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Is India Over-Valued?

|Includes: INFY, TTM, Wipro Limited (WIT)
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Yes!  India’s stock market is now one of the most expensive in the world – with a P/E (price/earnings) ratio of 25. At 25 times earnings, India’s P/E ratio takes account of t

he opportunities available in that market, but not the risks.  The broader emerging markets universe trade a at P/E of 11.6 times earnings.  Avoid India for now.

Obama’s recent visit has put the spotlight on India.  India’s big festival of light, Diwali, which runs from Nov 5-9, marks the start of the Hindu new year and is considered the most auspicious time to start investments. India’s stocks have recently climbed to a record highs.  The mood is very positive in India.

India’s 20+% rally this year makes its Sensex index the best performer among the worlds 10 biggest stock markets.  India’s superstars include Tata Motors (NYSE:TTM), the best performer this year; Coal India, the world’s #1 producer of coal; and Bharti Airtel, the worlds 3rd largest in-country mobile operator, behind China Mobile and China Unicom – which also ranked #3 among the world’s top 10 tech & telecoms companies based on ‘total shareholder return’, just behind global heavyweights like Apple and Google.  India is also home to a host of world-class IT outsourcing powerhouses, like Satyam (SAY-WD), Wipro (NYSE:WIT) & Infosys (NASDAQ:INFY).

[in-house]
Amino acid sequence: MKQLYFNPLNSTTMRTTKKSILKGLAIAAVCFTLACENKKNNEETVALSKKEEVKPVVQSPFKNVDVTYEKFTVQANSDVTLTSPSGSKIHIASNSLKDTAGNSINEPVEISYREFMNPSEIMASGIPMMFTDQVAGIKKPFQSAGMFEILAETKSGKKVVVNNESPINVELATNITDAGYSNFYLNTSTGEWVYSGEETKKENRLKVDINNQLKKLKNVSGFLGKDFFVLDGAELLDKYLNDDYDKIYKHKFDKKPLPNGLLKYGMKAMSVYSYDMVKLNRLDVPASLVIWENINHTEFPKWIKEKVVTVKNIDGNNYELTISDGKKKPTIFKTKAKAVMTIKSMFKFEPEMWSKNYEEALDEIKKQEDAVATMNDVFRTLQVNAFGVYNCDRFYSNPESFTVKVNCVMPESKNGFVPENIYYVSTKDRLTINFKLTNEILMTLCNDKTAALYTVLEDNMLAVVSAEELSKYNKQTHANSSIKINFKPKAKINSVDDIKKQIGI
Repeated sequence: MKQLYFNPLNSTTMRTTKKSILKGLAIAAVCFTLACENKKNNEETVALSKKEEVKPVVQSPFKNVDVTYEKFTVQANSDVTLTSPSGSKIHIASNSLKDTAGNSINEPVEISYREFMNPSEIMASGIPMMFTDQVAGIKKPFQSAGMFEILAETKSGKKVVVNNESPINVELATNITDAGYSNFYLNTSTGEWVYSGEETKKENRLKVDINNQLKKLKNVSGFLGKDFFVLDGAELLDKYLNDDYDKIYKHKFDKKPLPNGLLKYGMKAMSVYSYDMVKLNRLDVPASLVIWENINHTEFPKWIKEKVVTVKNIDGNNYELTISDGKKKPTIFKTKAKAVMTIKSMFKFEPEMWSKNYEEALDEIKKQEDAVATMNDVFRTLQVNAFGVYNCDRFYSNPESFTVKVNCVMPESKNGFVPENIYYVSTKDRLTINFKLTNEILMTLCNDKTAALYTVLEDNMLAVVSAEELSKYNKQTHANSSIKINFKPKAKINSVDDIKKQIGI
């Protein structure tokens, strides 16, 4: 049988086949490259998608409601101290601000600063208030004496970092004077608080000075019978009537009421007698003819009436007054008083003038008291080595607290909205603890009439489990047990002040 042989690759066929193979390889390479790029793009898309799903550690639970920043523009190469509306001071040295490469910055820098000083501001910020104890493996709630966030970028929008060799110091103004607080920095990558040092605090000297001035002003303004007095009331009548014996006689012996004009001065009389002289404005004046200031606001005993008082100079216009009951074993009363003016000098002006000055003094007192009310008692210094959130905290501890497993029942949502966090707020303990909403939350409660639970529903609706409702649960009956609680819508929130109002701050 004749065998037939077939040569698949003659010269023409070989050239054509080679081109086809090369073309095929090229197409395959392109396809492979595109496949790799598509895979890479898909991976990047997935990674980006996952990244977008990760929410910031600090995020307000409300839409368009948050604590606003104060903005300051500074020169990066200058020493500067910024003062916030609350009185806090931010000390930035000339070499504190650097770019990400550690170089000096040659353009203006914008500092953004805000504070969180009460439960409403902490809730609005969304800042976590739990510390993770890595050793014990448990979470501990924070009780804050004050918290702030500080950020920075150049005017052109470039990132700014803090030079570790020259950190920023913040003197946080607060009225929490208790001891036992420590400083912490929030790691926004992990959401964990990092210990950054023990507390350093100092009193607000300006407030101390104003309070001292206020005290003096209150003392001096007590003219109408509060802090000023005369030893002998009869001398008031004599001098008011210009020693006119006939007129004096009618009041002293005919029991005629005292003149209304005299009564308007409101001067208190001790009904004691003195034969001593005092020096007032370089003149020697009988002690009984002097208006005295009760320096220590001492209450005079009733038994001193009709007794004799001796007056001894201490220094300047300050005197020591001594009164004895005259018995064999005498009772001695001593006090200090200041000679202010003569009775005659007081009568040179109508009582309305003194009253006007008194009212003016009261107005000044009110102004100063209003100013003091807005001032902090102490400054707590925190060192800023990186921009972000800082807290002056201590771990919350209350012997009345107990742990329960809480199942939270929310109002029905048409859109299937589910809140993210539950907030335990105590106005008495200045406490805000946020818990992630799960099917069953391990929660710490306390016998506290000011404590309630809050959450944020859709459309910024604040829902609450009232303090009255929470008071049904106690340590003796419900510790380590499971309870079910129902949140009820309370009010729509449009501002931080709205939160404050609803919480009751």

But India’s index has also become the most expensive in Asia and among the BRIC markets that also include Brazil, Russia and China.  India’s stock market is now one of the most expensive in the world – with a P/E ratio (price-to-earnings) of 25.  India’s government can’t stop spending money and, even with economic growth of more than 8%, the budget deficit is around 10% of GDP.  Add that to a chronic double-digit inflation rate and you have a country that’s in danger of experiencing a credit crunch.

Most investors don’t grasp that low P/E stocks return the most over time, not high P/E stocks.  This is really no different to being a contrarian investor and buying stocks that are out of favor over stocks that are considered ‘hot’ by the masses.

So what does this mean for investors thinking of investing in India today?  One word:  CAUTION!  The only global markets trading on a higher P/E than India right now are: Sri Lanka (31.2 P/E), New Zealand (25.3 P/E) and Denmark (27.2 P/E).

This doesn’t mean India doesn’t have great growth potential.  It does.  But stock market profits are made “in the buying.”  Meaning that the price you pay for growth is as important…if not more important…than the price you sell for.

Conclusion:  Avoid India for now.  Value minded profit hunters may want to consider Turkey (10.7 P/E), Brazil (12.6 P/E), China (15 P/E) or Russia (9.5 P/E) and leave the hype to Obama.

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Disclosure: I have no positions in any stocks mentioned, and no plans to initiate any positions within the next 72 hours.